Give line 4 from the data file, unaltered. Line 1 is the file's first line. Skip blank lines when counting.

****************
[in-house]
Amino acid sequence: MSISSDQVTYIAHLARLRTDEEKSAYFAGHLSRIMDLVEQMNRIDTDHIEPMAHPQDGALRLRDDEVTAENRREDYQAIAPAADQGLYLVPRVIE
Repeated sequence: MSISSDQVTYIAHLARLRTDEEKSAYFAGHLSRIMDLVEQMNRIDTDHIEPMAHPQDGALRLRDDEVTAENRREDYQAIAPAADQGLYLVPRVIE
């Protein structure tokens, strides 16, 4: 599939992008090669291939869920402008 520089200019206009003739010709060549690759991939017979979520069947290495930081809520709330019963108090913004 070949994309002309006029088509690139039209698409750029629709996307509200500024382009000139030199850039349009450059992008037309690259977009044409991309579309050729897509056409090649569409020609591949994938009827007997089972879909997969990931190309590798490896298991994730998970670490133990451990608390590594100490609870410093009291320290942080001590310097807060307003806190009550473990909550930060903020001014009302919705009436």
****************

């Protein structure tokens, strides 16, 4: 599939992008090669291939869920402008 520089200019206009003739010709060549690759991939017979979520069947290495930081809520709330019963108090913004 070949994309002309006029088509690139039209698409750029629709996307509200500024382009000139030199850039349009450059992008037309690259977009044409991309579309050729897509056409090649569409020609591949994938009827007997089972879909997969990931190309590798490896298991994730998970670490133990451990608390590594100490609870410093009291320290942080001590310097807060307003806190009550473990909550930060903020001014009302919705009436």